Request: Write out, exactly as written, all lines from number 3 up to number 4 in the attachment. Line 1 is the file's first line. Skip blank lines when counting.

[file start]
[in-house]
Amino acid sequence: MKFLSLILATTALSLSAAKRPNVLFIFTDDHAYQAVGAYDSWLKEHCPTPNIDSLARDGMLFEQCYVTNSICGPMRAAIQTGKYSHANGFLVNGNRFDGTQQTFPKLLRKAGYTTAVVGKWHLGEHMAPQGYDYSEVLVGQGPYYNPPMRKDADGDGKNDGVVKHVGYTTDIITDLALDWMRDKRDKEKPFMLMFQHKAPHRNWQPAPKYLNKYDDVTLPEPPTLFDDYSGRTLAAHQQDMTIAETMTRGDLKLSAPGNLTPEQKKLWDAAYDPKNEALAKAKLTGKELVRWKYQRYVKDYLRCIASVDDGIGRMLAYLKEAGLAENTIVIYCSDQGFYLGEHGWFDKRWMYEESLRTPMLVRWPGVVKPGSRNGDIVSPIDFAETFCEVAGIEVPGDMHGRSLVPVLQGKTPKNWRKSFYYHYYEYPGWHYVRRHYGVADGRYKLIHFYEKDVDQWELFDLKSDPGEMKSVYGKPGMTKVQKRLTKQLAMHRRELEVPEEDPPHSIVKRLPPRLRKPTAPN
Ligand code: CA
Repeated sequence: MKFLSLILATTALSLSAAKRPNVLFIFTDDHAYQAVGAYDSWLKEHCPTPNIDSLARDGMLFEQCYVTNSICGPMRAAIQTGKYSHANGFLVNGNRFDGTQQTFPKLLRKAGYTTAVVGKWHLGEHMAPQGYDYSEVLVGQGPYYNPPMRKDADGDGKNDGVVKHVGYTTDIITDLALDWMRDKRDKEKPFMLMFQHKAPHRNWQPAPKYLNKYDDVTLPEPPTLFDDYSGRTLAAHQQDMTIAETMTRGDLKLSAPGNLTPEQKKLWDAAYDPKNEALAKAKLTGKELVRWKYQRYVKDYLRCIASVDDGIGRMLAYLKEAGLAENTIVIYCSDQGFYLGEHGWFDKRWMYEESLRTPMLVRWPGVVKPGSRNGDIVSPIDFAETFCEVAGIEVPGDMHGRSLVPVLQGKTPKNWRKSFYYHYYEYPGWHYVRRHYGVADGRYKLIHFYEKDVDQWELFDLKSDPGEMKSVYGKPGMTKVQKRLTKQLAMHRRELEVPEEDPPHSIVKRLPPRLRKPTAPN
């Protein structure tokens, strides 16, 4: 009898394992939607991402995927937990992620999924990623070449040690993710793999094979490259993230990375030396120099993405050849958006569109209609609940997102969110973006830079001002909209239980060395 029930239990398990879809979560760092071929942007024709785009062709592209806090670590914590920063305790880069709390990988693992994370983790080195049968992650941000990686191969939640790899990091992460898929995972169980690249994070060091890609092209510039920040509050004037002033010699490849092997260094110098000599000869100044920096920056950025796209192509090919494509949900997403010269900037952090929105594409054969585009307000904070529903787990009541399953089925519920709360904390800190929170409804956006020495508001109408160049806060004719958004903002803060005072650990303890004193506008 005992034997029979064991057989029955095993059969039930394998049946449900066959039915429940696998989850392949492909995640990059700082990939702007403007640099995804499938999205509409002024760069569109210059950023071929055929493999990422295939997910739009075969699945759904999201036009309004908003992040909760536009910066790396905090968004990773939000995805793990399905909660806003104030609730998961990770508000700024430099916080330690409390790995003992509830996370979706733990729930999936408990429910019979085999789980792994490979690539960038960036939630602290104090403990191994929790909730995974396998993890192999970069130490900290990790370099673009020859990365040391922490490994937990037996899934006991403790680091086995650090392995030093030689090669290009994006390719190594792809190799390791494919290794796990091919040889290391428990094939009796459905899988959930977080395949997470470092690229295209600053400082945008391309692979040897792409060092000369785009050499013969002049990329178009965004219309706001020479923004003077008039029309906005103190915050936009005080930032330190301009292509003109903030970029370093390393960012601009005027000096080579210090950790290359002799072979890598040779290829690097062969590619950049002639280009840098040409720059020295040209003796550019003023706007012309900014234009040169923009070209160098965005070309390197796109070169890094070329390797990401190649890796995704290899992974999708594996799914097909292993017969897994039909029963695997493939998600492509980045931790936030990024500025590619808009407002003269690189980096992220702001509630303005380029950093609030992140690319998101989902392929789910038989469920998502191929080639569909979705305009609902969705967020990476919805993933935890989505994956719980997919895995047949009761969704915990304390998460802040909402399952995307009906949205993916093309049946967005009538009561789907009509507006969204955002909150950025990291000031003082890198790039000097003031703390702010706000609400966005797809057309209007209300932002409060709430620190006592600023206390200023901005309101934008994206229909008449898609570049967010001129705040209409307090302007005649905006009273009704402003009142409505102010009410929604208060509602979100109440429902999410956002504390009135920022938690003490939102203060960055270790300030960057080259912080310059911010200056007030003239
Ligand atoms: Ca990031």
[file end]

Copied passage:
Ligand code: CA
Repeated sequence: MKFLSLILATTALSLSAAKRPNVLFIFTDDHAYQAVGAYDSWLKEHCPTPNIDSLARDGMLFEQCYVTNSICGPMRAAIQTGKYSHANGFLVNGNRFDGTQQTFPKLLRKAGYTTAVVGKWHLGEHMAPQGYDYSEVLVGQGPYYNPPMRKDADGDGKNDGVVKHVGYTTDIITDLALDWMRDKRDKEKPFMLMFQHKAPHRNWQPAPKYLNKYDDVTLPEPPTLFDDYSGRTLAAHQQDMTIAETMTRGDLKLSAPGNLTPEQKKLWDAAYDPKNEALAKAKLTGKELVRWKYQRYVKDYLRCIASVDDGIGRMLAYLKEAGLAENTIVIYCSDQGFYLGEHGWFDKRWMYEESLRTPMLVRWPGVVKPGSRNGDIVSPIDFAETFCEVAGIEVPGDMHGRSLVPVLQGKTPKNWRKSFYYHYYEYPGWHYVRRHYGVADGRYKLIHFYEKDVDQWELFDLKSDPGEMKSVYGKPGMTKVQKRLTKQLAMHRRELEVPEEDPPHSIVKRLPPRLRKPTAPN